Read about NYC's best theatre and dance productions and watch video interviews with innovative artists
Angie Schworer, Brian O'Brien and Patricia Phillips on their 25-plus-year careers in musical theatre
The expression "Broadway veteran" gets thrown around a lot, but performers Angie Schworer, Brian O'Brien and Patricia Phillips have more than earned that title. All three have been treading the boards in Broadway musicals since the 1990s. Collectively, they have almost a century's worth of experience and retirement is not on their busy schedules.
Classically trained singer Phillips, who's currently in the ensemble of Sweeney Todd, recalls that casting directors didn't know what to make of her when she was starting out decades ago. As a biracial woman, she had "dark curly hair in the era of Marcia Brady," she says with a laugh.
Although the call for Broadway to accurately reflect the diversity of our society continues, a lot has changed since those days. In fact, Phillips made history by being the first woman of color to portray Carlotta in the longest running show in Broadway history: The Phantom of the Opera.
Phillips had made her Broadway debut in The Secret Garden in 1991 but found she was never considered for leading roles—unless she wanted to be the understudy. At age 28, when she landed the part of Phantom's outrageous opera diva, it felt like a breakthrough. "I really grew in that part," she says. "It was always a huge release to get my frustrations out by singing that transcendent music every performance."
Schworer also made her Broadway debut in 1991 in The Will Rogers Follies. She's currently singing and dancing in her 12th Broadway production as Minnie, the drummer in an all-women band in Some Like It Hot.
"I love Broadway, love everything about it—but it ain't for sissies," she says. "But Broadway is always going to need older characters. I'm glad I'm on the more mature end of the scale."
All three vets are used to supporting above-the-title stars, especially O'Brien, currently playing Fred Casely in Chicago. Over the past eight years, he's portrayed many different characters during multiple stints in the long-running musical, which is known for its celebrity stunt casting. Those boldface names rarely stick around long. "Some are only in it for four weeks," says O'Brien. But he relishes being one of the Chicago stalwarts, especially since he didn't originally train as a dancer. Ironic, considering seeing A Chorus Line is what inspired his theatrical dreams and he made his Broadway debut in 1997 in Steel Pier, a musical about a dance marathon.
"I've been in six Broadway shows and my great ability is I can move well," he says, adding that he even managed to overcome a near career-ending injury at age 25. "I did a barrel turn, twisted my foot and was laid up for six months with a broken ankle," he recalls.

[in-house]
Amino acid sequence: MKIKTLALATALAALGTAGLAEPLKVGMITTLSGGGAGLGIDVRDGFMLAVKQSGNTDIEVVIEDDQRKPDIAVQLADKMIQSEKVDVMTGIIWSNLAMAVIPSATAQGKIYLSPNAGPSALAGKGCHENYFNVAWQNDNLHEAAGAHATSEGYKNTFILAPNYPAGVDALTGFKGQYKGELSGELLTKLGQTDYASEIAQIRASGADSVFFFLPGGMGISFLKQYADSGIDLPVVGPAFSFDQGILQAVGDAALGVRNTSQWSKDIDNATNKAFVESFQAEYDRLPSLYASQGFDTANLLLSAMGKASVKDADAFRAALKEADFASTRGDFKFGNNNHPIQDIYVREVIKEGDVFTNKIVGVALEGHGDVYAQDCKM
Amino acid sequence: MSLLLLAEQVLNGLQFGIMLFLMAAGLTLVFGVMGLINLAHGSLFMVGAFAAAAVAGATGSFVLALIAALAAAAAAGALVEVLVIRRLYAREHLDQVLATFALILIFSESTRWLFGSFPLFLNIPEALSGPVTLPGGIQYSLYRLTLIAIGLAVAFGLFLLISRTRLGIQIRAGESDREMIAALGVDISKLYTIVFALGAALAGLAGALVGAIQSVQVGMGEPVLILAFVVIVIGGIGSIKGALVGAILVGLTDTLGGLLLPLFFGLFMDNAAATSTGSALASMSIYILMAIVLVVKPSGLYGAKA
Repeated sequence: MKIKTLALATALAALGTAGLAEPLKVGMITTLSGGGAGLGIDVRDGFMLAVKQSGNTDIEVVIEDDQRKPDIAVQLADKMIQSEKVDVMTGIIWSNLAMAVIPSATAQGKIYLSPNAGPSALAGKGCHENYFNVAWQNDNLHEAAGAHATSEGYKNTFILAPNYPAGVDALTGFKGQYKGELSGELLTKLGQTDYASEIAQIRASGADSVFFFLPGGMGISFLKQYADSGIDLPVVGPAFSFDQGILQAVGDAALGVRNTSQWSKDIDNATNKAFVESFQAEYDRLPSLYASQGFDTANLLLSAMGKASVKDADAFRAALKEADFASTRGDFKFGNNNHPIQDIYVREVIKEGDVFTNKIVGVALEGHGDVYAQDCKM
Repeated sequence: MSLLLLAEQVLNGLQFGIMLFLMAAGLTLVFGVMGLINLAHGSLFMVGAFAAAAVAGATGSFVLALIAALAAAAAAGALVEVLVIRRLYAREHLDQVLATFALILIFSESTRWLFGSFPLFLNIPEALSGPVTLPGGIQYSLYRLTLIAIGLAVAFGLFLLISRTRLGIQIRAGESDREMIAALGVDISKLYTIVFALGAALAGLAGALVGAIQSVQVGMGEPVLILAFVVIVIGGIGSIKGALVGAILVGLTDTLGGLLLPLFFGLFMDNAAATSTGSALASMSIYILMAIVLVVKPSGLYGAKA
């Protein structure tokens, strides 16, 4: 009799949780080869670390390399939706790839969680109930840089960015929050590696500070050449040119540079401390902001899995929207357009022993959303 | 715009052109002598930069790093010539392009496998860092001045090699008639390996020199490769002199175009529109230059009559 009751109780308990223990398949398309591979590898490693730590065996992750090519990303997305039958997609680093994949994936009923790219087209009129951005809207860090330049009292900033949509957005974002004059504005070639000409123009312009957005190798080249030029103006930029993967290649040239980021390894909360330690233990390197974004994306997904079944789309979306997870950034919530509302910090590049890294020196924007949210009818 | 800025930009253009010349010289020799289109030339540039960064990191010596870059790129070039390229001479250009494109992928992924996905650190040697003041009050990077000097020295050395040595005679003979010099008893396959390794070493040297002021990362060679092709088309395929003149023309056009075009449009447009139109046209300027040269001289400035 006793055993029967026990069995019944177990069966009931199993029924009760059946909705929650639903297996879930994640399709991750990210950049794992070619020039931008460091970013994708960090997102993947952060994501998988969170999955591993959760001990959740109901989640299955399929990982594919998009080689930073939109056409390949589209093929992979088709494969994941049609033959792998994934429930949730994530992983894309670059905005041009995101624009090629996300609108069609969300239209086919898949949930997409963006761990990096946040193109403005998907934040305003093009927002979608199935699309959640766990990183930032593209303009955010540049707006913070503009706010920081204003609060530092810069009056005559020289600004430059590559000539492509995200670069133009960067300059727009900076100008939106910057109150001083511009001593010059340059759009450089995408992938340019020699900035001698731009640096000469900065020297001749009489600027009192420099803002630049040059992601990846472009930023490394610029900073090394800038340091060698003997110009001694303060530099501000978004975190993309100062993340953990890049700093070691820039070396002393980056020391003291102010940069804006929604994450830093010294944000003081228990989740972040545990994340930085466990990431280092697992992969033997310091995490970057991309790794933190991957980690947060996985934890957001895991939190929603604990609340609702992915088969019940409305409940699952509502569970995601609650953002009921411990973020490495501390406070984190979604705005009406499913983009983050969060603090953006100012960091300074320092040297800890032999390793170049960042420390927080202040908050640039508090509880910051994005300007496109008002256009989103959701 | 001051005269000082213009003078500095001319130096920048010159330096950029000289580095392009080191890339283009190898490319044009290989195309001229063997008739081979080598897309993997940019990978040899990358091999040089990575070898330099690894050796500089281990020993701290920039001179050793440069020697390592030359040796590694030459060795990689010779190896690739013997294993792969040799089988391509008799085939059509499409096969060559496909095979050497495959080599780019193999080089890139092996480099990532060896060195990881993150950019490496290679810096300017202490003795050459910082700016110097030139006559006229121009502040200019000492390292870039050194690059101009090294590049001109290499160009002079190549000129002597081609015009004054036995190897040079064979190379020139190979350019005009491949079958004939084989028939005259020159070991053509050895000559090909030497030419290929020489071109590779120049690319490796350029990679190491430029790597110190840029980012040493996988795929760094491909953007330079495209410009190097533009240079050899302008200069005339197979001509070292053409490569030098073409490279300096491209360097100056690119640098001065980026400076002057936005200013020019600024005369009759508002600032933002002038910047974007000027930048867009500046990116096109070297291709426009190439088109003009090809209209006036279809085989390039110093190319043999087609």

Schworer, who jokingly said she was 105 on a podcast a few years back, loves working with Gen Z up-and-comers on Broadway. "They're so fierce, real triple threats and they never question their choices or their confidence," she says. "I was 25 when I did my first show and I still don't have that kind of confidence!"
Now that she's a real-life grandma ("Grangie" as she jokingly calls herself), she enjoys dispensing advice to her juniors—"Always say yes to everything that comes your way and don't ever pigeonhole yourself!"—and getting together with her peers from shows past. "My besties include Jerry Mitchell, Cady Huffman and the Will Rogers Follies girls, we text one another all the time," she says. "We're like a family because we've watched kids grow up and people get married and so on."
Phillips, whose real-life son David is in his twenties, has similar maternal instincts when it comes to her much younger castmates. "I drive them crazy. 'Do you need help? Need a Band-Aid?'" she says, chuckling. "Being a mom has made me take caregiving to the next level." It's even factored into the backstory she came up with for her nameless Sweeney Todd character. "Her name is Phoebe Smith, she's a single mom like me, her child has grown, and she still has to take care of herself," Phillips says. "She cleans and cooks for people, hard manual labor."
Although they're thankful to be doing eight shows a week, all three interviewees agree that they're slowing down. But they're not yet ready to hang up their dancing shoes. In fact, they're still learning new tricks… and steps.
"The dance was the biggest challenge for me in Sweeney," says Phillips, who saw the original Broadway production of Stephen Sondheim's macabre musical on a high school trip. "We didn't use a mirror; it was very hard. I'd get the same notes over and over. I really struggled, but I knew I would eventually do it well. Look, I'm giving it my all. I'm facing my mortality. I'm 60 years old and I know the number of performances I do on Broadway is limited. Everything on that stage is sacred to me. I just do the best show I can do every day, act my heart out."
Top image: Angie Schworer in Some Like It Hot. Photo by Matthew Murphy.